|| Checking for direct PDF access through Ovid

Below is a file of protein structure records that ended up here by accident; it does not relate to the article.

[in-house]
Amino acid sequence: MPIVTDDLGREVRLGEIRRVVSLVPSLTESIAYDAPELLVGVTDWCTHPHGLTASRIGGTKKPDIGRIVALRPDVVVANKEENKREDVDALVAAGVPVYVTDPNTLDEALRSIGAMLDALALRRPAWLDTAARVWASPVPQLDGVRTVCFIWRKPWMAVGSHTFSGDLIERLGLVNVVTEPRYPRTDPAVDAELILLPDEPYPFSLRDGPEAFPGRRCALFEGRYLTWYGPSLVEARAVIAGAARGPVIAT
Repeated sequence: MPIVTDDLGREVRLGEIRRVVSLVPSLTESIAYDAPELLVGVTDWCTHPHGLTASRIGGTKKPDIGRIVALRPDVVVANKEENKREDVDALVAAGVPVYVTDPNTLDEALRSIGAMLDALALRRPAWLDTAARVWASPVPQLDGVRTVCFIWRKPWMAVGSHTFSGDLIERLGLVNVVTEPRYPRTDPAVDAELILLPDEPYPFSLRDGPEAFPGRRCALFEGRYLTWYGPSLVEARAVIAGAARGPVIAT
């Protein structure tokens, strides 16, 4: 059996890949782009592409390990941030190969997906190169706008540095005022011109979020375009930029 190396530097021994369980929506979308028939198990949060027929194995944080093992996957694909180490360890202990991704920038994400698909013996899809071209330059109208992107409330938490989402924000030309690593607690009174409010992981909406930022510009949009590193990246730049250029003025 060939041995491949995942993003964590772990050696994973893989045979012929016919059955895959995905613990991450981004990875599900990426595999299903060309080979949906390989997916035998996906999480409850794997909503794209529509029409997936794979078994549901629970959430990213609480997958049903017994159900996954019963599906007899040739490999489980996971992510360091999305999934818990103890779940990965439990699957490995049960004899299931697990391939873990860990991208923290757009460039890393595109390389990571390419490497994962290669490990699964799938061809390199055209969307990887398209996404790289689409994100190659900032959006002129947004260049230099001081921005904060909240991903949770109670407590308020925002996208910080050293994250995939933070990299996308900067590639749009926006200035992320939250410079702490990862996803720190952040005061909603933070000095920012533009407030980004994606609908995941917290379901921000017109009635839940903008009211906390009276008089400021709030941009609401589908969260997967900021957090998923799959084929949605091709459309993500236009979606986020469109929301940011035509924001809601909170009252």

Background: Carotid Endarterectomy (CEA) and Carotid Artery Stenting (CAS) are both viable treatment options for carotid artery stenosis. Factors including surgical risk, age, and symptomatic status are often used to help guide management decisions.Methods: We conducted a retrospective observational study using the National Surgical Quality Improvement Program (NSQIP) database to compare 30-day post-procedure outcomes including mortality, stroke, and myocardial infarction in patient with carotid stenosis undergoing CEA (n=54,640) versus CAS (n=488) from 2005 to 2012. Procedure type was identified by CPT codes.Findings: Patients undergoing CEA were more likely to be older and have symptomatic stenosis, and less likely to be white, have CHF, and have COPD. There was no significant difference between CEA and CAS in 30-day mortality (0.9% vs. 1.2%, p=0.33), stroke (1.6% vs. 1.6% p=0.93), myocardial infarction (0.9% vs. 1.6%, p=0.08), or combined outcome (3.0% vs. 4.9%, p=0.09). The interaction between symptomatic status and procedure type was not significant (p=0.29), indicating the association of symptomatic status with 30-day mortality was similar in cases receiving CEA and CAS.Conclusion: Early outcomes after CEA and CAS for carotid artery stenosis appear to be similar in a ‘real-world’ sample and comparable to clinical trials. Patients undergoing CAS were more likely to be younger and surgically higher risk based on baseline characteristics likely reflecting clinical practice case selection.